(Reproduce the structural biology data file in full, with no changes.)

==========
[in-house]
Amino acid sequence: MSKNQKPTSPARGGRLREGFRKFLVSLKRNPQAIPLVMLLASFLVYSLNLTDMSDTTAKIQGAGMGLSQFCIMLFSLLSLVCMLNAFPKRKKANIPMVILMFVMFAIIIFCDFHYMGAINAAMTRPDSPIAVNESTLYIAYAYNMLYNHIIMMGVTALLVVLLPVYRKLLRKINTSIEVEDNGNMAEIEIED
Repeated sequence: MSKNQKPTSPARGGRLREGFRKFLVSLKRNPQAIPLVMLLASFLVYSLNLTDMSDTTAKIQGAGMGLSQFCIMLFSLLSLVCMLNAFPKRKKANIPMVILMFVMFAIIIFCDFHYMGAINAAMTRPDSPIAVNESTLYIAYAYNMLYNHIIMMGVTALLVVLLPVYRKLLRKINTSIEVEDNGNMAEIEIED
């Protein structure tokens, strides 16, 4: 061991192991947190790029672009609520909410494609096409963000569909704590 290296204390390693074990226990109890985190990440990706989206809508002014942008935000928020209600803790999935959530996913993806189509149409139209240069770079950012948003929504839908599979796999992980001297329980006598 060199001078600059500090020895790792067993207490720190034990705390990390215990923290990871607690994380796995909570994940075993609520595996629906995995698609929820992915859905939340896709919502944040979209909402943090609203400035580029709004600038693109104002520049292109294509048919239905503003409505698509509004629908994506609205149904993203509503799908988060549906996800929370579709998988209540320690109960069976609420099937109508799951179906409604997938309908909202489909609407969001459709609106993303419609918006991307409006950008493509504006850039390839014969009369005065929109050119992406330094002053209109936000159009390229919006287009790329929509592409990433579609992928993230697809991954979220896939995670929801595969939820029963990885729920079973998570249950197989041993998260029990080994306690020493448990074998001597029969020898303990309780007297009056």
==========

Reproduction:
[in-house]
Amino acid sequence: MSKNQKPTSPARGGRLREGFRKFLVSLKRNPQAIPLVMLLASFLVYSLNLTDMSDTTAKIQGAGMGLSQFCIMLFSLLSLVCMLNAFPKRKKANIPMVILMFVMFAIIIFCDFHYMGAINAAMTRPDSPIAVNESTLYIAYAYNMLYNHIIMMGVTALLVVLLPVYRKLLRKINTSIEVEDNGNMAEIEIED
Repeated sequence: MSKNQKPTSPARGGRLREGFRKFLVSLKRNPQAIPLVMLLASFLVYSLNLTDMSDTTAKIQGAGMGLSQFCIMLFSLLSLVCMLNAFPKRKKANIPMVILMFVMFAIIIFCDFHYMGAINAAMTRPDSPIAVNESTLYIAYAYNMLYNHIIMMGVTALLVVLLPVYRKLLRKINTSIEVEDNGNMAEIEIED
């Protein structure tokens, strides 16, 4: 061991192991947190790029672009609520909410494609096409963000569909704590 290296204390390693074990226990109890985190990440990706989206809508002014942008935000928020209600803790999935959530996913993806189509149409139209240069770079950012948003929504839908599979796999992980001297329980006598 060199001078600059500090020895790792067993207490720190034990705390990390215990923290990871607690994380796995909570994940075993609520595996629906995995698609929820992915859905939340896709919502944040979209909402943090609203400035580029709004600038693109104002520049292109294509048919239905503003409505698509509004629908994506609205149904993203509503799908988060549906996800929370579709998988209540320690109960069976609420099937109508799951179906409604997938309908909202489909609407969001459709609106993303419609918006991307409006950008493509504006850039390839014969009369005065929109050119992406330094002053209109936000159009390229919006287009790329929509592409990433579609992928993230697809991954979220896939995670929801595969939820029963990885729920079973998570249950197989041993998260029990080994306690020493448990074998001597029969020898303990309780007297009056």